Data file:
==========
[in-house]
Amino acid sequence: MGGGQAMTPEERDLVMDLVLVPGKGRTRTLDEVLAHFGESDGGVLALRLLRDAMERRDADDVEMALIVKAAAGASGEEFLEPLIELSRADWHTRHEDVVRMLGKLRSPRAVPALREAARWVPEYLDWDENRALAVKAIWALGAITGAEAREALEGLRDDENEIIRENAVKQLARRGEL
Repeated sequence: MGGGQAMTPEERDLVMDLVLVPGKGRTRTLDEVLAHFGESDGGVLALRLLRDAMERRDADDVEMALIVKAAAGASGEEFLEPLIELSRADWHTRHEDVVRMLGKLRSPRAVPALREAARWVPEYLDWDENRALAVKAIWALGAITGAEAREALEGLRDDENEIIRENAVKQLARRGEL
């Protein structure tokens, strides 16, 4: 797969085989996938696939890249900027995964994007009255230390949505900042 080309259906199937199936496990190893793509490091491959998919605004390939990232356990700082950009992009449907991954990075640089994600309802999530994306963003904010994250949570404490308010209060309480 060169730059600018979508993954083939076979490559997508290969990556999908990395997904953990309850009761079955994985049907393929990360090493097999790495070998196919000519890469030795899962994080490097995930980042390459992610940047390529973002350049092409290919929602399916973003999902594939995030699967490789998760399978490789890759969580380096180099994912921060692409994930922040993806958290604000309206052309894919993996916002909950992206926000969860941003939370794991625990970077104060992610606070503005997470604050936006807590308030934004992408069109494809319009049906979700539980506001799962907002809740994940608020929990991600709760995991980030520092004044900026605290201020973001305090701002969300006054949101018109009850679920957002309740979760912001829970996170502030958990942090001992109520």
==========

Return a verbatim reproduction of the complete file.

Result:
[in-house]
Amino acid sequence: MGGGQAMTPEERDLVMDLVLVPGKGRTRTLDEVLAHFGESDGGVLALRLLRDAMERRDADDVEMALIVKAAAGASGEEFLEPLIELSRADWHTRHEDVVRMLGKLRSPRAVPALREAARWVPEYLDWDENRALAVKAIWALGAITGAEAREALEGLRDDENEIIRENAVKQLARRGEL
Repeated sequence: MGGGQAMTPEERDLVMDLVLVPGKGRTRTLDEVLAHFGESDGGVLALRLLRDAMERRDADDVEMALIVKAAAGASGEEFLEPLIELSRADWHTRHEDVVRMLGKLRSPRAVPALREAARWVPEYLDWDENRALAVKAIWALGAITGAEAREALEGLRDDENEIIRENAVKQLARRGEL
């Protein structure tokens, strides 16, 4: 797969085989996938696939890249900027995964994007009255230390949505900042 080309259906199937199936496990190893793509490091491959998919605004390939990232356990700082950009992009449907991954990075640089994600309802999530994306963003904010994250949570404490308010209060309480 060169730059600018979508993954083939076979490559997508290969990556999908990395997904953990309850009761079955994985049907393929990360090493097999790495070998196919000519890469030795899962994080490097995930980042390459992610940047390529973002350049092409290919929602399916973003999902594939995030699967490789998760399978490789890759969580380096180099994912921060692409994930922040993806958290604000309206052309894919993996916002909950992206926000969860941003939370794991625990970077104060992610606070503005997470604050936006807590308030934004992408069109494809319009049906979700539980506001799962907002809740994940608020929990991600709760995991980030520092004044900026605290201020973001305090701002969300006054949101018109009850679920957002309740979760912001829970996170502030958990942090001992109520």